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Our maxim: “understanding before action”
Our purpose is to encourage the knowledge and the debate of issues connected with art and military science. Selection of articles attempts to reflect different opinions. Beyond any ideological ascription. In order to impulse critical thought amongst our readers.

jueves, 9 de octubre de 2014

¿Quién es el responsable de la matanza en México?

Mexico Gov't Gives Another Version of Army Slaying.

By E. Eduardo Castillo, Oct. 8, 2014, News Wire

MEXICO CITY (AP) — The Mexican government is giving yet another version of what happened when soldiers killed 22 suspected gang members at a warehouse in rural southern Mexico last June.

Attorney General Jesus Murillo Karam said late Tuesday there were two gunbattles in the town of San Pedro Limon that left the majority of the suspects either wounded or dead. He said three soldiers entered the warehouse afterward and killed those who were still alive. The three will be charged with homicide, he said. A total of seven soldiers and a lieutenant are being prosecuted in the military justice system for dereliction of duty.

The latest version was corroborated by a witness, Murillo Karam said, even though she previously told The Associated Press and Esquire in separate interviews that only one person died in the firefight and 21 were killed after they had surrendered.

The witness, who told the AP that she watched as soldiers killed her wounded 15-year-old daughter, could not be reached for comment late Tuesday. She has spoken on condition of anonymity for fear of reprisals.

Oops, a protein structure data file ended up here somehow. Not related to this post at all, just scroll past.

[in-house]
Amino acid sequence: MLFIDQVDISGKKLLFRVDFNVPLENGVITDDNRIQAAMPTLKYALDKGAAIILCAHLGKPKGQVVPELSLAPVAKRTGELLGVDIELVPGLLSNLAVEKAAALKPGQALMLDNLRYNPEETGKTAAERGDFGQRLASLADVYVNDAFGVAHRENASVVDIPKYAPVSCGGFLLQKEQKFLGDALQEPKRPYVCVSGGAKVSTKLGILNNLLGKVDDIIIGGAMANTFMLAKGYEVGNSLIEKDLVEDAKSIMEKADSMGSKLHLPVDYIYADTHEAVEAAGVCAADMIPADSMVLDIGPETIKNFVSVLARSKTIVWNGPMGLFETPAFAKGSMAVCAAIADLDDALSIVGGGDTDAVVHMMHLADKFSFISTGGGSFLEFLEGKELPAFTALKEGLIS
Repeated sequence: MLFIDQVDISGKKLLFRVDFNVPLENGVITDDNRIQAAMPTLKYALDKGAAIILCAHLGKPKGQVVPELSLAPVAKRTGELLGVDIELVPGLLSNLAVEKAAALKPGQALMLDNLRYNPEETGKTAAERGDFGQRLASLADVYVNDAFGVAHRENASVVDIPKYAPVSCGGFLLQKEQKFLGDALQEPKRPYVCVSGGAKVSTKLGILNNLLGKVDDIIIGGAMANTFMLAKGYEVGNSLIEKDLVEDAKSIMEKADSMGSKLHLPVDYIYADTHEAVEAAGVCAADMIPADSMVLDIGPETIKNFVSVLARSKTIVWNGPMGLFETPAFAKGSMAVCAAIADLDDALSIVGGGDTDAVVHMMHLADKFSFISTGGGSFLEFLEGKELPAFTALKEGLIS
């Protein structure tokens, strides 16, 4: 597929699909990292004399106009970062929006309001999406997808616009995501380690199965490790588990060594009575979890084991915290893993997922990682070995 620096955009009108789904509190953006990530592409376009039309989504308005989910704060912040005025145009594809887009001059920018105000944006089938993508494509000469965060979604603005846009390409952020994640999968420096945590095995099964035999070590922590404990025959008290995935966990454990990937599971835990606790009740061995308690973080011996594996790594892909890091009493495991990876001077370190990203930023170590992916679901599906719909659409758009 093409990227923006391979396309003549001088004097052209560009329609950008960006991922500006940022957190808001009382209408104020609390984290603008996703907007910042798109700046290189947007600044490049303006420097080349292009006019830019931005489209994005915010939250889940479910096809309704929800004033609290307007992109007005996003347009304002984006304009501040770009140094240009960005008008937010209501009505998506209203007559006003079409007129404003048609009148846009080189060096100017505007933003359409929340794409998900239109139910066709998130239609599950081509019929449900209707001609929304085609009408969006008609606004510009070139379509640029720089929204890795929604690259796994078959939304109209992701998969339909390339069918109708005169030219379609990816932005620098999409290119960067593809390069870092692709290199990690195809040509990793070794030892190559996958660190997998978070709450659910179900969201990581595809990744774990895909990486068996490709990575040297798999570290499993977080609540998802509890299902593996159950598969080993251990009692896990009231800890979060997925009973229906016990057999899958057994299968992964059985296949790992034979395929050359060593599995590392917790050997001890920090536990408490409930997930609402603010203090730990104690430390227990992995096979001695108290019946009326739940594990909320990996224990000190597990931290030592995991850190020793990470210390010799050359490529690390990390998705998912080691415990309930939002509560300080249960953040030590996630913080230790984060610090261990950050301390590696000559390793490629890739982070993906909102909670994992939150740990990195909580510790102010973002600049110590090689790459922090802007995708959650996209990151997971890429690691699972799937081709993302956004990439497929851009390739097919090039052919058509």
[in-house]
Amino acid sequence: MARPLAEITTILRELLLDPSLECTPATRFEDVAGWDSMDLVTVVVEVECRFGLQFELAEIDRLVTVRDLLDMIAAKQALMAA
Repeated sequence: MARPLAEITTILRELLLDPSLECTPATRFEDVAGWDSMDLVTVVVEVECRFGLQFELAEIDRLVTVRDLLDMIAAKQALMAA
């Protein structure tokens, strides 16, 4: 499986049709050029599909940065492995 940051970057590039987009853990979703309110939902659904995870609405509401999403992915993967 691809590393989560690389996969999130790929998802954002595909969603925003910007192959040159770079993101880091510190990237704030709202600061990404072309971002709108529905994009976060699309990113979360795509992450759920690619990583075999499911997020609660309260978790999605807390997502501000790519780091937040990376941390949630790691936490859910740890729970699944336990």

The story of what happened in the warehouse has taken many turns over the last three months, including the fact that federal prosecutors didn't investigate the scene until mid-September or interview a key witness until Tuesday.

The army initially said all 22 were killed in a firefight, and that soldiers rescued three kidnap victims. But the version came under question immediately because of the lopsided outcome: only one of eight soldiers in the confrontation was wounded. AP reporters visited the warehouse days after the incident and found little evidence of a shootout. Instead, the walls of the warehouse are marked with clusters of shots fired at chest-level, indicating some were shot at close range.

The witness said she was never kidnapped, and that the other two alleged kidnap victims were prosecuted for arms possession.

The witness also said she was pressured by Mexico state prosecutors to support the initial version — that all died in the shootout.

She said she told reporters what really happened in September out of anger over the killing of her daughter.

Murillo Karam acknowledged that her declaration had changed, but that it now closely mirrors his version of events, which only raised more questions when he spoke last week. His account depicted suspects standing by quietly while their companions were executed by three soldiers.

"Whoever asked how it was possible that three soldiers could kill more than 20 people, there were a lot of dead, a lot of injured," Murillo Karam said. "That's what the witness said today."

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